Rebecca Evans AM, Minister for Finance and Trefnydd
Today, a report by Bangor University, A Technical Assessment of the Potential for a Local Land Value Tax in Wales, has been published on the Welsh Government website. The report was commissioned by the Welsh Government as part of a suite of research relating to local taxation in Wales.
In March 2019, the Welsh Government commissioned Bangor University to explore whether local taxes in Wales could be based on the value of land, as an alternative to the current position which is an amalgamation of both land and property value, as well as factors such as household composition. Land value tax (LVT) exists in some parts of the world in various forms, and is purported to be a fair and progressive way of raising taxes for public services. However, the practical viability of moving from existing forms of local taxation to a local LVT has been found to be challenging.
The objective of the Welsh Government in exploring alternative forms of local taxation is to examine how to raise stable revenue for local services in the fairest way, with other advantageous outcomes considered where possible.
Bangor University has explored the feasibility of LVT as a locally-administered concept, replacing similar revenues to those that are currently raised through the existing local taxes, council tax and non-domestic rates. LVT in this context has not been considered as an additional form of local taxation, raising significantly more or less revenues than currently, or as a national concept.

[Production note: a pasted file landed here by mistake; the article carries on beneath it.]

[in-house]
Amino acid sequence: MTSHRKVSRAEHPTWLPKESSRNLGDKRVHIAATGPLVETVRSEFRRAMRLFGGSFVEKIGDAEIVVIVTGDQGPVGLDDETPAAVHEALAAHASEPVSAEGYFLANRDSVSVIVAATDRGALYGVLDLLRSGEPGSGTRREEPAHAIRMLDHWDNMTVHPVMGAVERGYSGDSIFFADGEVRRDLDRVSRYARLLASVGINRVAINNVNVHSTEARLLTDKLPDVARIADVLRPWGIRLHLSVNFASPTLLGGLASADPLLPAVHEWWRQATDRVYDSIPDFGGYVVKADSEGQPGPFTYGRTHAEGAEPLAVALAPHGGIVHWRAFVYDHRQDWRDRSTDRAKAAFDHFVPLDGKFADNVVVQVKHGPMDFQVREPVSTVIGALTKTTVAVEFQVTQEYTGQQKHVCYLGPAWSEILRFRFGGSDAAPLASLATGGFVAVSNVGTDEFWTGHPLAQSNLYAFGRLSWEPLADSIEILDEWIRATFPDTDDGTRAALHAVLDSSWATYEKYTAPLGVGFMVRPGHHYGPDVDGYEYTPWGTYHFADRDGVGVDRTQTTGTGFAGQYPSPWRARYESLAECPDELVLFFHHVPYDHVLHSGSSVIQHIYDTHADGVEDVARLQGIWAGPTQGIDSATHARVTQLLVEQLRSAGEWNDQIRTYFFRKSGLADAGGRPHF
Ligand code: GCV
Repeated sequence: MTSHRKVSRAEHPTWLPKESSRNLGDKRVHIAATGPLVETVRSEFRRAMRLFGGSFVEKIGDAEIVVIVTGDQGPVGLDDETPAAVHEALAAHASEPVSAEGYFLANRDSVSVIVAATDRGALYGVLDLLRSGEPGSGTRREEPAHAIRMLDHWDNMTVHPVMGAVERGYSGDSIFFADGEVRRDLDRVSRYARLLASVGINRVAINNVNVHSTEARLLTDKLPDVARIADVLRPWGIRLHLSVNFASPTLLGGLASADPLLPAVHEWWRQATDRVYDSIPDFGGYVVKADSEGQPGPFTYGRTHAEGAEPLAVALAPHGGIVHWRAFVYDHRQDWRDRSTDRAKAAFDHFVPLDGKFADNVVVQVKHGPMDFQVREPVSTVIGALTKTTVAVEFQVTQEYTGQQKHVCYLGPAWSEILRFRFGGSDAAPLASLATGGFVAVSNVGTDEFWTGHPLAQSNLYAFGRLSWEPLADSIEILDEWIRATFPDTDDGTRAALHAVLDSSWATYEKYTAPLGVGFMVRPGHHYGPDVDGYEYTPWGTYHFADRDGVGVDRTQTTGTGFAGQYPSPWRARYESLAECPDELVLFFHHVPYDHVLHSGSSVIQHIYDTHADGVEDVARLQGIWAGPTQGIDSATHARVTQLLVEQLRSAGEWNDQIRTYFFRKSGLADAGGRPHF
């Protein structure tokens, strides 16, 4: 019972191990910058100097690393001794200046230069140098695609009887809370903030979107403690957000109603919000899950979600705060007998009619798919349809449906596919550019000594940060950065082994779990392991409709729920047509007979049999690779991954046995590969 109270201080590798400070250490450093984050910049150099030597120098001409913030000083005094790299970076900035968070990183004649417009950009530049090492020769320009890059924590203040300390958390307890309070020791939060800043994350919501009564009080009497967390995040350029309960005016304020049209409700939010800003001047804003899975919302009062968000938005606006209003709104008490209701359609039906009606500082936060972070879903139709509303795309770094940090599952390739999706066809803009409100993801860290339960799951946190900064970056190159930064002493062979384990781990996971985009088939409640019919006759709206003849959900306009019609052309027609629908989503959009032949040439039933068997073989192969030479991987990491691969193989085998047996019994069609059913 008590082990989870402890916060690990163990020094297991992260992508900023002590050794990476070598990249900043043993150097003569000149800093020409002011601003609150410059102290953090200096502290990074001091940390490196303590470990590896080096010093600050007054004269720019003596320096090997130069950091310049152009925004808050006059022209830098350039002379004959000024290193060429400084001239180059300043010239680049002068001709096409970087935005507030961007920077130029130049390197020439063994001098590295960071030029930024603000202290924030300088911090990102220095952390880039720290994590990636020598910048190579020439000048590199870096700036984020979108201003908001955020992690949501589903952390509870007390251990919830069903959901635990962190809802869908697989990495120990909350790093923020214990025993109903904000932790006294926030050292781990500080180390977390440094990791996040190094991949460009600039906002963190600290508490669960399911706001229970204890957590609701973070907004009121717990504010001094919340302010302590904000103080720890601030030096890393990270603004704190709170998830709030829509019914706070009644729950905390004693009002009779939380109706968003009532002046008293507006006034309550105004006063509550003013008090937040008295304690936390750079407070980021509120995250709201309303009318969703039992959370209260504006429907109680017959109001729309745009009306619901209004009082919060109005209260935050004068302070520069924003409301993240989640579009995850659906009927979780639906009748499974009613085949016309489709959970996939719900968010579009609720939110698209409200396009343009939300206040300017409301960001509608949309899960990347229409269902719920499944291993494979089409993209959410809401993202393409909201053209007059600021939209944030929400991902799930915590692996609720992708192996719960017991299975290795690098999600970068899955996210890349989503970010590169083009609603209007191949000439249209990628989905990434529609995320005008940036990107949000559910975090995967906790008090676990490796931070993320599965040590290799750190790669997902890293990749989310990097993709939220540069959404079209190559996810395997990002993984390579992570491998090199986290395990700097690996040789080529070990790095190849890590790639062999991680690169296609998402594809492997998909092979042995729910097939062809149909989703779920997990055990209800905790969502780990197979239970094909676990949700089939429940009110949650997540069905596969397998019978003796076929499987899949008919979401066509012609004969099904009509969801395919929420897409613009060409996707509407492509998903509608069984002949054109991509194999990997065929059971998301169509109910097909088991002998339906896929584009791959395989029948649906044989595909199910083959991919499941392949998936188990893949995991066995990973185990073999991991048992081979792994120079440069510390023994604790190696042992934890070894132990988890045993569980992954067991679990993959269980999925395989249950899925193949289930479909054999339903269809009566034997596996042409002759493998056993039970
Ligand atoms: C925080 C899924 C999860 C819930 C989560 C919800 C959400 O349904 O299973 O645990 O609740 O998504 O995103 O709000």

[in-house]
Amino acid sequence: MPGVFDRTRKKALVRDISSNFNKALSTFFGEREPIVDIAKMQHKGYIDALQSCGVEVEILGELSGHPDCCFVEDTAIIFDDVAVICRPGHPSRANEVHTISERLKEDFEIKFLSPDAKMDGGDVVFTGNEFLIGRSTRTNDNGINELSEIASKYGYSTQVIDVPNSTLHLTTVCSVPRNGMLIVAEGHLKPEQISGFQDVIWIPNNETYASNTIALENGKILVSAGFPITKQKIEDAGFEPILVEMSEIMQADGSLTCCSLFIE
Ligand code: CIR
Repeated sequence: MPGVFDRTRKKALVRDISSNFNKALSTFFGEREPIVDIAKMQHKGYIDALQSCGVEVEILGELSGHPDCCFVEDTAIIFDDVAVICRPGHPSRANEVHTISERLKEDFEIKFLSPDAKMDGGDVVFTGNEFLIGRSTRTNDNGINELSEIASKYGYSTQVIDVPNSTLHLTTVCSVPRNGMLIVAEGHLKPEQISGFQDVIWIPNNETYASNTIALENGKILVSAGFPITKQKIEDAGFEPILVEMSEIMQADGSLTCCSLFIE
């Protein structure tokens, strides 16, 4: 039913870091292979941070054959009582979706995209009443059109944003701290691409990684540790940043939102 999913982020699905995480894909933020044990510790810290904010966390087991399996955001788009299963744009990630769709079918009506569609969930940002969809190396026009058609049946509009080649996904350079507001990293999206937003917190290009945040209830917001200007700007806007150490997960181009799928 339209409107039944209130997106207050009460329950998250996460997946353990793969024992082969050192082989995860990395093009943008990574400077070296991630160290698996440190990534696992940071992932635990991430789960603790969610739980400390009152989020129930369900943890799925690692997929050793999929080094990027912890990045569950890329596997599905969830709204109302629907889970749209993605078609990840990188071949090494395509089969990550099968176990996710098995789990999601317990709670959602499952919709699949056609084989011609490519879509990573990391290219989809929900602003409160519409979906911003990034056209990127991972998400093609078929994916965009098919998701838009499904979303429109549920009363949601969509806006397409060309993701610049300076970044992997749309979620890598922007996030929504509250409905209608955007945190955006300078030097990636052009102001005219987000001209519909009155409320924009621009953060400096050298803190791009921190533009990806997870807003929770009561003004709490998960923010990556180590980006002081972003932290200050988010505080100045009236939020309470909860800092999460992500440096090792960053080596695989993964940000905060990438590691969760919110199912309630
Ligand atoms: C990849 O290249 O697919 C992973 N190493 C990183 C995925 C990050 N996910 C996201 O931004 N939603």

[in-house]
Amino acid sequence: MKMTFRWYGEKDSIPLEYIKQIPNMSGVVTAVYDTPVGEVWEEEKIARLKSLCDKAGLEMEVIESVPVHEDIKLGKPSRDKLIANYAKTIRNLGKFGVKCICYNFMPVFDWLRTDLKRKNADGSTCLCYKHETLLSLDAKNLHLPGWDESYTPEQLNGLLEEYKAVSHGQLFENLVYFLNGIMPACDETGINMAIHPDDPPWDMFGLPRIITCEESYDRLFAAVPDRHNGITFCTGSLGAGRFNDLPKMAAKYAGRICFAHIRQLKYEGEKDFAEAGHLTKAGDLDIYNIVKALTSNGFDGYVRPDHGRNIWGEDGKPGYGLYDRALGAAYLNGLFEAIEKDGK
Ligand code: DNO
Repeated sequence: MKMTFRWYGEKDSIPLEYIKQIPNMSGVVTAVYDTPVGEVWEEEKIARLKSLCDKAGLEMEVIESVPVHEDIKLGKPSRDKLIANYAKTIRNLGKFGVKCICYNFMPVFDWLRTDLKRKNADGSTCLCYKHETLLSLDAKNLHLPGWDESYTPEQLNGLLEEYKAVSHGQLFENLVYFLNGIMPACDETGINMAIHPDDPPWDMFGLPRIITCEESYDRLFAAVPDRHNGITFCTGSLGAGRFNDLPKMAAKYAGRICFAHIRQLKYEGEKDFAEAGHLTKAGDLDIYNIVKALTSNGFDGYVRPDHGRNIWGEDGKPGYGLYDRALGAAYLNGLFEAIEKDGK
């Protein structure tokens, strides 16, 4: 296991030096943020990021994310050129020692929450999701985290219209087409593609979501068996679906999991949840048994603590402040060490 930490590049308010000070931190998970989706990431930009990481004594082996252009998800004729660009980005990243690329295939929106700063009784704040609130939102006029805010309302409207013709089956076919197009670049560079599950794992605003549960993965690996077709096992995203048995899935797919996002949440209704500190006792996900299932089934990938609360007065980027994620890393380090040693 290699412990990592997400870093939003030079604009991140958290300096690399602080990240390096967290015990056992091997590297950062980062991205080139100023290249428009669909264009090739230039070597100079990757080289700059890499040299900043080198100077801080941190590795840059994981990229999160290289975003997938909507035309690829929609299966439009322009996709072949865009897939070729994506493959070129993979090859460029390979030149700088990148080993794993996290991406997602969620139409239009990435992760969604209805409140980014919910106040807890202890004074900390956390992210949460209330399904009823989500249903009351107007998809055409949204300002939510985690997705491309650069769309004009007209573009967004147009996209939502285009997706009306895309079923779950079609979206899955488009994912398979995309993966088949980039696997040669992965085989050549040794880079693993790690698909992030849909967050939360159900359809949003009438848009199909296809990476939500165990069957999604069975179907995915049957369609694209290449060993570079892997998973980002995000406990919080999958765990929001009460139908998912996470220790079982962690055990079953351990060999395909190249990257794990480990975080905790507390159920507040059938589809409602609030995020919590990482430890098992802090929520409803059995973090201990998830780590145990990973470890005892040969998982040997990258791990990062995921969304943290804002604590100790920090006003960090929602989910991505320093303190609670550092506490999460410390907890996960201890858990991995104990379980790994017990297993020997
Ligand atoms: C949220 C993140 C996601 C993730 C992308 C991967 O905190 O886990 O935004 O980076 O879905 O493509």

Bangor University’s report provides an initial appraisal of a local LVT in Wales, identifying further work that would be required to fully test this approach. An important finding for future consideration is the investment necessary to meet the detailed information requirements on which such a tax could be based, including comprehensive cadastres of land and robust mechanisms for valuation.
I am pleased that within the scope of the research, Bangor University has been able to construct a preliminary statistical model to estimate a set of land values. Such detail has not been attempted before in the literature for Wales and it has enabled Bangor to determine potential tax rates, at which LVT would need to be levied to raise revenues broadly equal to the current systems of local taxation. However, a key lesson learned from the modelling work is that it is significantly more challenging to estimate land values for non-domestic uses than it is for domestic.
The report published today makes a contribution to our understanding of possible future reforms but much more work would be needed regarding the practical and policy implications of each idea. For example, whether various options could be designed in such a way to support wider policy objectives such as decarbonisation and tackling poverty, and crucially, how the link between local taxpayers and the local services they receive can be maintained.
This research is one strand of work within a broader programme of reforms to local taxation and the wider local government finance system. I published a progress update on the work programme on 5 November, which can be accessed via the following link: